“It’s not going to work, you know. We’re almost dead.”
— Grandma Mona
When Marcy (Fayelyn Bilodeau) loses her job as a flautist with the Chicago Philharmonic, her girlfriend, and apartment in one fell swoop, she does what most of us have done in the midst of our twenty-something failures: we return to our childhood home.
In Marcy’s case, she’s not only lying low to figure out her next move, but to help her grandfather Archie (Richard Riehle) take care of Mona (Helen Slayton-Hughes), her dementia-suffering grandmother. When Marcy begins to experience the same visions and voices as her grandmother, she realizes a spirit attached to a box of antique tchotchkes has invaded the suburban clapboard home. Helping Marcy in the supernatural battle is Coco, the neighborhood’s Barbie Doll-cum-Tangina Barrons-wannabe (Kiersten Warren), a mysterious phone psychic, and an ice cream truck-based weed dealer with a penchant for the supernatural and horror films.
Now, while that synopsis sounds conventional—like Blumhouse “shock scares” conventional—there’s nothing in the recent haunted house, possession, and supernatural forces-at-play CGI universes of the Paranormal Activity, Insidious, or The Conjuring franchises (or American J-Horror reboots) that will prepare you for phantasmagoric feast that is The Invisible Mother. For you are entering the The Twilight Zone on acid: A world where M.C Escher and Salvador Dali are your overlords: a surrealistic world where you run up a set of ouroboros stairs from a melting world to nowhere. This is a film where you will experience the same excitement the first time you watched the out-of-left field insanity of Don Coscarelli’s Phantasm and Sam Raimi’s The Evil Dead. It will become the new “classic” that horror aficionados will slide onto their shelf next to those films for perpetual, over-the-years viewings. It’s a film, like David Robert Mitchell’s amazing Under the Silver Lake that, after your first viewing, you immediately hit the start button to suck on mother’s teat a second time to drink in all the details you missed the first time.
“That’s not Taffy . . . that’s something else.”
— Grandma Mona
Those who’ve had an opportunity to see The Invisible Mother on the festival circuit call it a “modern day giallo.” And there’s certainly a giallo influence in the swirling cameras, odd cinematography angles, and vibrant color schemes of the Maestros Mario Bava and Dario Argento—along with Paul Naschy’s penchant for out-of-left-field Spanish red herrings and plot twists, and Spain’s giallo purveyors Claudio Guerin’s and Bigas Luna’s corkscrews for the bizarre.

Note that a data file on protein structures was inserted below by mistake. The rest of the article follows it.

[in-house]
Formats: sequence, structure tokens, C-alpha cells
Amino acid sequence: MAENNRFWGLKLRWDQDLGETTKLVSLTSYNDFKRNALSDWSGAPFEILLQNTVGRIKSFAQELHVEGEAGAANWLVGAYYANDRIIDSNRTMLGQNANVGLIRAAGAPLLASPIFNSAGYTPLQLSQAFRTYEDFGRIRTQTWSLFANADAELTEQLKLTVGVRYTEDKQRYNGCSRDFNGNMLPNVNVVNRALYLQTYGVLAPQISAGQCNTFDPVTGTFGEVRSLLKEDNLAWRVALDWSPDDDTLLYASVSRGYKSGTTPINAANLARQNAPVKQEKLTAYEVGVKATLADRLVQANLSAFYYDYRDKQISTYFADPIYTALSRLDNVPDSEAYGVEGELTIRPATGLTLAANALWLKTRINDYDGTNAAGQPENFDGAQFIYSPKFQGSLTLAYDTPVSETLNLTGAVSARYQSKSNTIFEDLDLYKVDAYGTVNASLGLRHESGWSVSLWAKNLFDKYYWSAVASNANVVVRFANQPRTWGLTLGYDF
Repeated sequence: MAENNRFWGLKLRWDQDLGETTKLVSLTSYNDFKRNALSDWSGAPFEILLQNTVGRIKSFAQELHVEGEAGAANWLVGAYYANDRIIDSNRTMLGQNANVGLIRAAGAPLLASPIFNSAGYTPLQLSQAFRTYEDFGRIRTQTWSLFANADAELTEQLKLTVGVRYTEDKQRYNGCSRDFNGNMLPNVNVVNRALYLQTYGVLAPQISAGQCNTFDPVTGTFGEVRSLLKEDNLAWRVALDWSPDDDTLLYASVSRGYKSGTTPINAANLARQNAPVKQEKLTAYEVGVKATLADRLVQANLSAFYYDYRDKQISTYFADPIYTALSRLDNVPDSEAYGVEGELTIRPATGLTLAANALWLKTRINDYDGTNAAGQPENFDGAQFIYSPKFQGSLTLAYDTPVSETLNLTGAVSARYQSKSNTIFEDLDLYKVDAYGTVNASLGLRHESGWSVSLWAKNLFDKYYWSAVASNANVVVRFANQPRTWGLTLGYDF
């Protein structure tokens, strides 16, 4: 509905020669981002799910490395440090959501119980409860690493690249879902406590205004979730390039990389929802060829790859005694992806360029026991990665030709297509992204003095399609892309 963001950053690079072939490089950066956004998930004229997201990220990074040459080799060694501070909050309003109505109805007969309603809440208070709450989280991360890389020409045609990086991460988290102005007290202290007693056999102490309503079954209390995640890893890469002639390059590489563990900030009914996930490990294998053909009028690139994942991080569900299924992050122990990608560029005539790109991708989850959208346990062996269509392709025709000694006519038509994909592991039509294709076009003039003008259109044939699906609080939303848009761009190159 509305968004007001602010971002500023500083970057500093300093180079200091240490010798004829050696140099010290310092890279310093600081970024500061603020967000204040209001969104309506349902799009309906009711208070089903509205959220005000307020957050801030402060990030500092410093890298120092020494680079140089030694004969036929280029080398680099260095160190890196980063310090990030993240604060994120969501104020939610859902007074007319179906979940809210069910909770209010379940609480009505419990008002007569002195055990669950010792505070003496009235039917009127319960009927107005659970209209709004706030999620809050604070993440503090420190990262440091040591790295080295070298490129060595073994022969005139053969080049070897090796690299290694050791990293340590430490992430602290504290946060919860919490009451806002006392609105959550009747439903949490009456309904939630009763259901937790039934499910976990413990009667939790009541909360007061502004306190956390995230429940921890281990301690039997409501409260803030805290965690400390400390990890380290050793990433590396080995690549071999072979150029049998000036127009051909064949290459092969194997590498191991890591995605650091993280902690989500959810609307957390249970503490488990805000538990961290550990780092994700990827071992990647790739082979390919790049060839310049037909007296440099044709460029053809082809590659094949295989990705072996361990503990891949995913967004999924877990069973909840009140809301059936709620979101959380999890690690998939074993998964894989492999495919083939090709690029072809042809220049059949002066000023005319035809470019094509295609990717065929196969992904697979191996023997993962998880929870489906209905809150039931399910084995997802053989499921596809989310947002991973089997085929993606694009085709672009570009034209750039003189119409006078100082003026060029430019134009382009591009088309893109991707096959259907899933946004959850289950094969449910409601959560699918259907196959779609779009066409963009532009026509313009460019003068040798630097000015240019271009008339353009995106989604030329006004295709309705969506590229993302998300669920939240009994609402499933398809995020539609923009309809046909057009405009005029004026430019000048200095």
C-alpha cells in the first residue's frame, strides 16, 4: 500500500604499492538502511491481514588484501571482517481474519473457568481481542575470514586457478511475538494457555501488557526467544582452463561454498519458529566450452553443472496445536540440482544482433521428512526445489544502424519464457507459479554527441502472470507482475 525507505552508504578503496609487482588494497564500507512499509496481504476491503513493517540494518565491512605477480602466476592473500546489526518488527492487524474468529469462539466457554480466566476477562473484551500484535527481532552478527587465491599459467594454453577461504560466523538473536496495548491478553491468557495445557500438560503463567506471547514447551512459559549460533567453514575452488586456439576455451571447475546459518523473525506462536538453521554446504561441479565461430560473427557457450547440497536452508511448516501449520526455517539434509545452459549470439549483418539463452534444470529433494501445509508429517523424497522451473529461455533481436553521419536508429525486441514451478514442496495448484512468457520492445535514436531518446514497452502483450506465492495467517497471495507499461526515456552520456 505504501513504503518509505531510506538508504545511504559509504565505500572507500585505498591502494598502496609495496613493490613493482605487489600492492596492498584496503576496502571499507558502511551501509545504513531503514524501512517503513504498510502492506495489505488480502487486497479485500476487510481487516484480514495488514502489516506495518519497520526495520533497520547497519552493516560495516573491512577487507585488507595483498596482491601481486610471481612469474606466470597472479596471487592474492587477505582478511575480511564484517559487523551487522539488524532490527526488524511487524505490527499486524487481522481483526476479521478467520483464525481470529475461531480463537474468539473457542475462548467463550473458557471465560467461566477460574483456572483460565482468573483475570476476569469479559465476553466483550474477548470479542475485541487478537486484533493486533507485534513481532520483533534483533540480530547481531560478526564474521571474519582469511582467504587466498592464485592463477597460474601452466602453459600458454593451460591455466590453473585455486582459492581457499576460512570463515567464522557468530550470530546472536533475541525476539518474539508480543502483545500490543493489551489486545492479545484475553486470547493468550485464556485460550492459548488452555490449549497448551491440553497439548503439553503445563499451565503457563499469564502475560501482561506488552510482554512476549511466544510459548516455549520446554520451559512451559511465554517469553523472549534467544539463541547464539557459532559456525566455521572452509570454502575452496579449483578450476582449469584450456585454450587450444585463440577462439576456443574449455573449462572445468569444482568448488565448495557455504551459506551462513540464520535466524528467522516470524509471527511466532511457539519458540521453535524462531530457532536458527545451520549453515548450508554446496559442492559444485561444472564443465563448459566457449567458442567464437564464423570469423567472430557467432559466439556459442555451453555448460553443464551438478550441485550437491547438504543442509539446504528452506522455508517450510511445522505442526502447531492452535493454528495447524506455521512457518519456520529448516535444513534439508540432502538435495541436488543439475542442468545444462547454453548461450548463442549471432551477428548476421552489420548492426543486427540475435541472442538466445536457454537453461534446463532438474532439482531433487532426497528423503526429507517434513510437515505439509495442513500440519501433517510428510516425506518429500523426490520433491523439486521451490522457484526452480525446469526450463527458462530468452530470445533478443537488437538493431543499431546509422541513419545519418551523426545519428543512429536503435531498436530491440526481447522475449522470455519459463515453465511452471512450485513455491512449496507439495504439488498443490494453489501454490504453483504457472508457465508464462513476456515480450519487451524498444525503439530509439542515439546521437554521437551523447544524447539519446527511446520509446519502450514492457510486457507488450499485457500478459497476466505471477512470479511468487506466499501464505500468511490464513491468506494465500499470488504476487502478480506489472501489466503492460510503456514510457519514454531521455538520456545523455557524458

But there’s also a taste of giallo’s black-and-white noir roots: Is Glorianna (Debra Wilson) a faux-witch with an agenda? Is Coco giving the ol’ Henry James turn-of-the-screw on the old folks? Is Archie gaslighting Mona and did he call Marcy home to twist her into his plan? Are Archie and Coco in consort? Do Glorianna and Coco need Marcy for a sinister, Argentoesque purpose? Is the house on a hellish portal and Marcy is the key? Is Mona really suffering from Alzheimer’s? Is Wyatt’s (Kale Clauson) weed, in fact, laced and causing Marcy’s oneiric state? What is going on in this Dashiell Hammett and James M. Cain-inspired world where even Sigmund Freud would question his own sanity?
But then there are the elements of David Lynch’s taste for the oneiric experimental (The Elephant Man, Lost Highway), Andy Warhol’s palate for the perverse avant-garde (Flesh for Frankenstein), the celluloid hyperbole of John Waters (Pink Flamingos, Polyester), and Todd Solondz’s oeuvre of offbeat plots and kinked characters (Happiness and Welcome to the Dollhouse).
And while the VHS centers of my celluloid cortex loaded up copies of the bloody, Neapolitan delights of Dario Argento, Mario Bava, Paolo Cavara, Ruggero Deodato, Riccardo Freda, Lucio Fulci, Umberto Lenzi, and Sergio Martino, I also got my analog buzz on with the J-Horror static of Takashi Miike (Gozu, Visitor Q), Takashi Shimizu (Ju-On, Reincarnation), and Lee Soo-yeon (Uninvited). And while impressionist Alejandro Jodoroswky (El Topo, Holy Mountain, and Santa Sangre) is justifiably named dropped when reviewing The Invisible Mother, I shall trek one step deeper into the underworld: I got some serious supernatural phantasmagoria vibes of the José Mojica Marins variety with his Coffin Joe romps At Midnight I’ll Take Your Soul and This Night I’ll Possess Your Corpse.
“For years you were like a snail. Happy, hiding. Happy, hiding.”